23 Apr William Brooke O’Shaughnessy – From There to Now.

An exceptional scientist and a beleaguered plant.  

Georgina Downes is a freelance writer living in North Kerry with her young son. Having gained a BA in Creative Writing for Digital Media, she has worked as a journalist and content writer for over 10 years. Hailing from Limerick, she has a particular interest in WB O’Shaughnessy.

It is nearly impossible to underestimate the contribution William Brooke O’Shaughnessy has made to science. Yet, despite his outstanding talent in medicine, chemistry and physics, O’Shaughnessy remains largely unknown, which is a pity because he was every inch the visionary, a doctor who made ground-breaking scientific advancements as well as demonstrating flashes of real genius throughout his impressive career in the UK and India.

Unusually for a student trained in the Hippocratic tradition, O’Shaughnessy embraced the potential of eastern medicine and because of his experimental work with native Indian herbs, if he is remembered today, it’s as the godfather of western medicinal cannabis. Fast forward two centuries and gasp at the hullaballoo following a plant that heralded so much potential for western medicine. Be astounded by its strong-armed shaming at the hands of industries set up to compete against it. Shake your head in disbelief at its systematic vilification and eventual prohibition.  Had WB known that producing a tincture from this plant would eventually become a criminal offence, would he have laughed or cried?

William was born in Limerick in 1809. His exceptional mind must have been evident from an early age because he was afforded a Secondary School education. His parent’s mixed marriage (father a Roman Catholic merchant and mother a Church of England Protestant) possibly attributed to the variations in William’s name; firstly William Sands, later William Brooke O’Shaughnessy and finally William O’Shaughnessy Brooke. This was an era of change, the beginning of a new century. Other luminaries born around this time include Charles Darwin (b.1809), Edgar Allan Poe (b.1809) and William’s good friend Samuel Morse (b.1791) whose scientific groundwork WB would draw upon when rolling out the expansive telegraphic network system he established across India. This earned him a knighthood from Queen Victoria in November, 1856. His life, by any standards, was extraordinary. He lived on two continents, married three times and fathered eleven children.

He had enormous drive, clearly a man motivated not by money but by the betterment of mankind through the advancement of science. 1852, Lord Dalhousie, Governor-General of India wrote of him: ” I believe I am doing no more than expressing the universal opinion (that we are)… indebted to the ability, the undaunted energy, the perseverance and skill of Dr. W. O’Shaughnessy. He has accomplished the whole (telegraphic system) unaided…in the midst of other important duties and without any remuneration whatever.”

William began his academic career in Trinity College, Dublin in 1825. He transferred to the University of Edinburgh two years later where he studied Medicine, Chemistry and Forensic Toxicology, graduating in 1829. O’Shaughnessy’s capacity stemmed from his unwavering curiosity and he was always focused on finding solutions. His formative work as a forensic investigator demonstrates this. An original CSI detective, William believed chemistry held the key to unlocking particular criminal cases. In 1841, he found the crucial piece of evidence that clinched a murder investigation, securing a conviction – tiny fragments of metallic arsenic in the stomach of a cadaver which had been buried for almost eight months. Nice work.

In October 1831, a cholera outbreak in North East England aroused William’s interest and he began investigating the blood of victims with a view to finding a cure. O’Shaughnessy would have been aware of the disease since childhood. St John’s Hospital (formally known as The Fever & Lock) had been established in Limerick City in 1780 to deal specifically with cholera and typhus epidemics. William’s father was listed as a subscriber to the charity-funded hospital in 1812, and its close proximity to his father’s parish of St Michael’s would have meant William certainly knew of its existence and was possibly even curious about its work.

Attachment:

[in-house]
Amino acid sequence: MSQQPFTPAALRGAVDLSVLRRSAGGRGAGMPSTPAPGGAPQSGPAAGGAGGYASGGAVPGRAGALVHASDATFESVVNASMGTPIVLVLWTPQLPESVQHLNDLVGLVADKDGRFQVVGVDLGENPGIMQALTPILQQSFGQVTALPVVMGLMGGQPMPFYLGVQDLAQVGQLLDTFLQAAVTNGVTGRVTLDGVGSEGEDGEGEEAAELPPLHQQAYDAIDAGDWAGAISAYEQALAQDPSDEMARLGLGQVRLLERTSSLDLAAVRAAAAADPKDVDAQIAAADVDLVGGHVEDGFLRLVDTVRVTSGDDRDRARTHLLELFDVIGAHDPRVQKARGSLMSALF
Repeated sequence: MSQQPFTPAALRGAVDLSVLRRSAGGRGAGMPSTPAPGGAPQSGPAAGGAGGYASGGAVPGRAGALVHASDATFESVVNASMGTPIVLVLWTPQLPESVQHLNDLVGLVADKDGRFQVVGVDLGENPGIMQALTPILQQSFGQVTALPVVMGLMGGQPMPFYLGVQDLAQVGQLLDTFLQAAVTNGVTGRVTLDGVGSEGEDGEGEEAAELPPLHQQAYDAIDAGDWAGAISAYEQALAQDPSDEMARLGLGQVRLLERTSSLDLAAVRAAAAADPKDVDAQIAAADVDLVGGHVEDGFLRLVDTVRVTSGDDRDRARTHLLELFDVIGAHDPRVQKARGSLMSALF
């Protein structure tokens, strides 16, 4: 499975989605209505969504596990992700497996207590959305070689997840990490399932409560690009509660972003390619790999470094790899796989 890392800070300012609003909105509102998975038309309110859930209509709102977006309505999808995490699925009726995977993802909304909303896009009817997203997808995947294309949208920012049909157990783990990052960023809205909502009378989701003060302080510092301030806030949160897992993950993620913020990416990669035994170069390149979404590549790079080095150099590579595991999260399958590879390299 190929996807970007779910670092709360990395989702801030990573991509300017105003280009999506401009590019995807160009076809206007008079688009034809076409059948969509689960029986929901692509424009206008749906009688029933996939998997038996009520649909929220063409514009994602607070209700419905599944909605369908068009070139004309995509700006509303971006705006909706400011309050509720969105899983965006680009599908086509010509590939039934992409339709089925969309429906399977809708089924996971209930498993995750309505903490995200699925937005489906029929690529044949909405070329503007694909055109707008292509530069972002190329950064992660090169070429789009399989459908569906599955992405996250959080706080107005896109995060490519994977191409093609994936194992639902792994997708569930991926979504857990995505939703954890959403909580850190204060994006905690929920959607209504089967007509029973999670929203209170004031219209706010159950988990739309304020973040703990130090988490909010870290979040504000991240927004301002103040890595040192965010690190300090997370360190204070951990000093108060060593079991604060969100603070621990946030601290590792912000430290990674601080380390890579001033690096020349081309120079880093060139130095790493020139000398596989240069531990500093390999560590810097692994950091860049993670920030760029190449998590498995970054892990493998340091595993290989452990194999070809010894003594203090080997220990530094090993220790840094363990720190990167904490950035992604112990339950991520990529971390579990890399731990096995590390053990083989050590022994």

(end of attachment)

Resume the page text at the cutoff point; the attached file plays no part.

In December 1831, The Lancet published William’s “Proposal of a New Method of Treating the Blue Epidemic Cholera by the Injection of Highly-Oxygenised Salts into the Venous System.”  This paper represented his evidential discovery of the effectiveness of IV therapy in the treatment of cholera, the birth of what we now refer to as the drip.

Between 1831 and 1833, William had four more papers published on the subject. By now, he had caught the eye of Sir William Russell, MD, who had just returned from Calcutta to form the Cholera Commission in London and it was his recommendation that took William, his first wife Isabella whom he’d married in 1829, and their new-born daughter Isabella Mary, off to India to work at the Bengal Medical Establishment as assistant surgeon. In August 1834, just eight months after her arrival in Calcutta, William’s wife died of apoplexy. To ease his grief perhaps, William spent time on duty with the 10th Regiment Bengal Light Cavalry and the 72nd Bengal Native Infantry.

Medical Hospital of Calcutta

By August 1835, William had been appointed Professor of Chemistry & Materia Medicia to the new medical college at Calcutta. This proved to be a turning point in his medical research. He became concerned by the therapeutic properties of Indian Hemp. His characteristic attention to detail led him to painstakingly collate all existing reports on cannabis and he began testing its effects on animals. His notes on the results are meticulously detailed, his approach impressive and measured. He wrote: “It seems needless to dwell on the details of each experiment; suffice it to say that they led to one remarkable result – that while carnivorous animals and fish, dogs, cats, swine, vultures, crows and adjutants, invariably and speedily exhibited the intoxicating influence of the drug, the graminivorous, such as the horse, deer, monkey, goat, sheep and cow, experienced but trivial effects from any dose we administered.

Eventually, he progressed to testing on humans and found that cannabis extract helped lessen vomiting and stomach symptoms associated with cholera. Finally, William was able to demonstrate empirically that some Indian vegetable remedies had  “valuable therapeutic properties.”  William’s experiments were also the first to demonstrate that hemp resin could be used as an effective sedative. He must have suspected cannabis as having antispasmodic properties because he followed this research with experiments using hemp resin as a treatment for rheumatism and traumatic tetanus.